In this special year, both the NHS and the Association of the British Pharmaceutical Industry (ABPI) are celebrating our respective 70th anniversaries. The histories of these two organizations have been inextricably linked since 1948.

The NHS is a source of great pride for the vast majority of us. The health service is driven by the doctors and nurses and the other frontline staff who deliver the high-quality care, and we have all relied on them at some point of our lives to help us and our families get better. But the NHS is not exclusively responsible for our health.

Scientists and clinicians in pharmaceutical companies work closely with doctors, pharmacists and nurses in the NHS to bring medicines to patients. Today, over 80% of the medicines used by the NHS have been researched and developed by pharmaceutical companies that are members of the ABPI.

In 2016 alone, the industry invested over £4.1 billion just in the UK on R&D, looking for breakthroughs for conditions like cancer, dementia and rare genetic diseases. There are 7,000 potential new medicines in the pipeline right now that may someday benefit the NHS.

70 years of medicines progress

Over the past seven decades, the pharmaceutical industry has been researching and developing medicines and vaccines which have transformed healthcare, both in Britain and globally.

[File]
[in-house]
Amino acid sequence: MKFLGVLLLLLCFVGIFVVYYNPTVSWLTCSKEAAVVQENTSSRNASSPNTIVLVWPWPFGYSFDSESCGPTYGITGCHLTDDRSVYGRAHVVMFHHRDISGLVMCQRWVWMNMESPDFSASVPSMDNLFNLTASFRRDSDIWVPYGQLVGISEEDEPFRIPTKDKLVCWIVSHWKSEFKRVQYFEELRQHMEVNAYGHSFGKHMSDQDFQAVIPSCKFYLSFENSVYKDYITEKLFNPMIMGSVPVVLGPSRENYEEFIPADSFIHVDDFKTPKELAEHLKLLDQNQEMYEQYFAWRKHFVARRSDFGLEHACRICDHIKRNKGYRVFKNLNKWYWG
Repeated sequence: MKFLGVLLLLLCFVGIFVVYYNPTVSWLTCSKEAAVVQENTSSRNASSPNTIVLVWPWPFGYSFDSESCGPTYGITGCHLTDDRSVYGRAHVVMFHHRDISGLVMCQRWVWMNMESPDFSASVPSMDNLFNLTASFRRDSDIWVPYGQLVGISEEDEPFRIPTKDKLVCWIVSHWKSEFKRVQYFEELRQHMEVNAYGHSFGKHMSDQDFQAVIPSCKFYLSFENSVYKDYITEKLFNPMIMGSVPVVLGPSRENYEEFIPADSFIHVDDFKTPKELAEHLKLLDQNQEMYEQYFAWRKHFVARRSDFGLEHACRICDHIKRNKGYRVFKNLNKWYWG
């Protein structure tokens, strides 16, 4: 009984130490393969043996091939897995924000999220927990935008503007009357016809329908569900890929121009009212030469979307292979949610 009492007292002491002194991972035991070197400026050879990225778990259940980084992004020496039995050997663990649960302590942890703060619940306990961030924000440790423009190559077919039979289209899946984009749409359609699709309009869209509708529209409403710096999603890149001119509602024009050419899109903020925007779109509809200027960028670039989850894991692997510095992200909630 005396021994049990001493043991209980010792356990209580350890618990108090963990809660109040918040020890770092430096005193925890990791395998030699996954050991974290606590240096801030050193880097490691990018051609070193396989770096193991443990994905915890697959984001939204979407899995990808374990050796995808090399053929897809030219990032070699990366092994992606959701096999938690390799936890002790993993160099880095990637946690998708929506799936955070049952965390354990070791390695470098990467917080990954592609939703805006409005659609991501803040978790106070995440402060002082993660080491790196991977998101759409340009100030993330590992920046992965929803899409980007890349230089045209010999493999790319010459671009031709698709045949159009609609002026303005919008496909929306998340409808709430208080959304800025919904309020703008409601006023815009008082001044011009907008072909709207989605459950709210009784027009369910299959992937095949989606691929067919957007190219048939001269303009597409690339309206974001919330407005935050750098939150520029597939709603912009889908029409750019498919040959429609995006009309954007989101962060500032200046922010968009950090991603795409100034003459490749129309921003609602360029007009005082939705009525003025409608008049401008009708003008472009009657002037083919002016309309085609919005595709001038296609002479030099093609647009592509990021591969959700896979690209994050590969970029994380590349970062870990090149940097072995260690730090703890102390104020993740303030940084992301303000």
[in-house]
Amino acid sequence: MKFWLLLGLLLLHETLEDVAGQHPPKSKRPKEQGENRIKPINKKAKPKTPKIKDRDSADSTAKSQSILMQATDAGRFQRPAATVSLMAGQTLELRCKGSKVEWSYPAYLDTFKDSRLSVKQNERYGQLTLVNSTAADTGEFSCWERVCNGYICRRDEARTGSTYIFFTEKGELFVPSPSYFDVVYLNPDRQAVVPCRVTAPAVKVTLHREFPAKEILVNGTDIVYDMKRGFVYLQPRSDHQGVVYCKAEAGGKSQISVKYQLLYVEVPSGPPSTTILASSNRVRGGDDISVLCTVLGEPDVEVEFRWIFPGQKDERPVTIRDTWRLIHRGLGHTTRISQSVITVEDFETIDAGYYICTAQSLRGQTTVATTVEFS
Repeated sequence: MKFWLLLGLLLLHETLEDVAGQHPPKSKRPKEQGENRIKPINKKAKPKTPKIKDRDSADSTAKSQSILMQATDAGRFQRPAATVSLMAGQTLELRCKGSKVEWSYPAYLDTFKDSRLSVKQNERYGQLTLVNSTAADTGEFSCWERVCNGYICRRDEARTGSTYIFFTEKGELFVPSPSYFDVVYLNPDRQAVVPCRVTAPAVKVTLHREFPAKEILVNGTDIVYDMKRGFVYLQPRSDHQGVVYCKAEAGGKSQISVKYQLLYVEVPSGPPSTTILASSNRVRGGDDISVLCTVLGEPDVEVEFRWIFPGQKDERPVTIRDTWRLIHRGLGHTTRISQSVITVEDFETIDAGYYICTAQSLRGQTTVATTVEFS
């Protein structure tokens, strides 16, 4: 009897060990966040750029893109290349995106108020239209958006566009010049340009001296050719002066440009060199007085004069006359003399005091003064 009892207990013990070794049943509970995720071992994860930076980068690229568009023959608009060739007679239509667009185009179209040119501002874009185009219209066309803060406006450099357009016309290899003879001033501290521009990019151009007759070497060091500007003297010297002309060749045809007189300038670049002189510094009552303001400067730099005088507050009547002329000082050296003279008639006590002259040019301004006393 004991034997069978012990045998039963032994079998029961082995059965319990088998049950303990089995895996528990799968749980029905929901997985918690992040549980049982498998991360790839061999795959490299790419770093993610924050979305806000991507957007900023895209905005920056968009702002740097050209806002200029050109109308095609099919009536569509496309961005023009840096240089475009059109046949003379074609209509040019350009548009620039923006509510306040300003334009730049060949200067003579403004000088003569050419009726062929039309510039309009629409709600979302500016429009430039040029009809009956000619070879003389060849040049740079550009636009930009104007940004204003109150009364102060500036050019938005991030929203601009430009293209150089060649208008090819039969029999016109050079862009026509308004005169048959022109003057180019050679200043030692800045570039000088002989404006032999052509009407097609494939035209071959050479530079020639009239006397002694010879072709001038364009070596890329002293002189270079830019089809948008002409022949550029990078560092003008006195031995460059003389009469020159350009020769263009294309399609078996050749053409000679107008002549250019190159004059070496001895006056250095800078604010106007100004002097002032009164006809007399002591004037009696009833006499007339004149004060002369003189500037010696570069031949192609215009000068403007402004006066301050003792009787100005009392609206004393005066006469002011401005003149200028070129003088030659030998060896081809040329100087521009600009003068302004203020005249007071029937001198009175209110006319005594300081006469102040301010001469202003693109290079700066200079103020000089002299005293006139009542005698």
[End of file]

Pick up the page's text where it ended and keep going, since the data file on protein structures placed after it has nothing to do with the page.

Breakthroughs in medicines have contributed to HIV no longer being a death sentence but a manageable chronic disease; cancer survival rates in the UK doubling over the past 40 years; millions of prevented heart attacks; and Hepatitis C being able to be cured with a 12-week course of treatment.

"This is by no means an exhaustive list but gives a sense of the great achievements made by trailblazing scientists, and the future of medicines will look vastly different than it does today," said Dr. Sheuli Porkess, Deputy Chief Scientific Officer, the ABPI

"We know there is more to do both in the science behind treatments and in our work to ensure NHS patients have access to the latest innovations but together, I am confident we can make the UK one of the best places in the world to research, develop, manufacture and launch of new medicines and vaccines," said Porkess.

Developing the medicines of tomorrow

"I believe that in 2018 we are truly in a golden age of medicines development. Scientists are already working on medicines and treatments, such as gene editing, synthetic biology and cell therapy for diabetics, that will transform the patient experience and change disease as we know it," said Porkess.

Together, with the NHS, the UK can be a pioneer of science. Hemophilia B patients can now benefit from targeted treatment on the gene which aids blood clotting.

Advances in understanding how cells monitor and repair damaged DNA enables us to develop game-changing treatments for cancer. Progress in immuno-oncology means patients’ immune cells can be used to attack cancer cells, and stem cell therapy is treating rare sight conditions.